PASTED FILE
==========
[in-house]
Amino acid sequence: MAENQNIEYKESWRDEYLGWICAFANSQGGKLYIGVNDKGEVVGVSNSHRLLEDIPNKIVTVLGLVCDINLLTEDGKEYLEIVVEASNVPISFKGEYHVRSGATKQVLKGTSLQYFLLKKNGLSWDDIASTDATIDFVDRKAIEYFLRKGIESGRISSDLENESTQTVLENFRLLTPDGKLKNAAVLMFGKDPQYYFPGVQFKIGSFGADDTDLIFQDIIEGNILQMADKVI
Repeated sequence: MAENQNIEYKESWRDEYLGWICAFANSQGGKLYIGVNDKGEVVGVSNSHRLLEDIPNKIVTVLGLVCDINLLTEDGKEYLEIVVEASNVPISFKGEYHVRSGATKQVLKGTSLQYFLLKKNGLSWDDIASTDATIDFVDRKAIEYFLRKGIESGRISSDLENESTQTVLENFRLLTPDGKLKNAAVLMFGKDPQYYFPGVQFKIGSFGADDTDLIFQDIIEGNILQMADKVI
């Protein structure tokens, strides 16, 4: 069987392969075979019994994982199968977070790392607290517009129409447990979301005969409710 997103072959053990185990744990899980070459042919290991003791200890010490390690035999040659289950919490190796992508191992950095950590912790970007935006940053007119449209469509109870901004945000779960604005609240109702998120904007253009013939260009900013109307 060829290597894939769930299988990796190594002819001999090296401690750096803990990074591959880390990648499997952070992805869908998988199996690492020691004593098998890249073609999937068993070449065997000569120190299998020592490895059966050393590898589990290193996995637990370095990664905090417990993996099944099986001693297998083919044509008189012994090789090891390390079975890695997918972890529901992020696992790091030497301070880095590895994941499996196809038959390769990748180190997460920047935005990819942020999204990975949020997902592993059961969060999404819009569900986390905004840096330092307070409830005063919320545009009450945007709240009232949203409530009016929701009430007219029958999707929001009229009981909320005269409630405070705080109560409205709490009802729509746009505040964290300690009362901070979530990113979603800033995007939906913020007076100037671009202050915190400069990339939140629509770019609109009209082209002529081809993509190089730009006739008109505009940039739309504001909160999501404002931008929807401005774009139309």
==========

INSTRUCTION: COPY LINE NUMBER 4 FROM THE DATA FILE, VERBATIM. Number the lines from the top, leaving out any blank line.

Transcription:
């Protein structure tokens, strides 16, 4: 069987392969075979019994994982199968977070790392607290517009129409447990979301005969409710 997103072959053990185990744990899980070459042919290991003791200890010490390690035999040659289950919490190796992508191992950095950590912790970007935006940053007119449209469509109870901004945000779960604005609240109702998120904007253009013939260009900013109307 060829290597894939769930299988990796190594002819001999090296401690750096803990990074591959880390990648499997952070992805869908998988199996690492020691004593098998890249073609999937068993070449065997000569120190299998020592490895059966050393590898589990290193996995637990370095990664905090417990993996099944099986001693297998083919044509008189012994090789090891390390079975890695997918972890529901992020696992790091030497301070880095590895994941499996196809038959390769990748180190997460920047935005990819942020999204990975949020997902592993059961969060999404819009569900986390905004840096330092307070409830005063919320545009009450945007709240009232949203409530009016929701009430007219029958999707929001009229009981909320005269409630405070705080109560409205709490009802729509746009505040964290300690009362901070979530990113979603800033995007939906913020007076100037671009202050915190400069990339939140629509770019609109009209082209002529081809993509190089730009006739008109505009940039739309504001909160999501404002931008929807401005774009139309």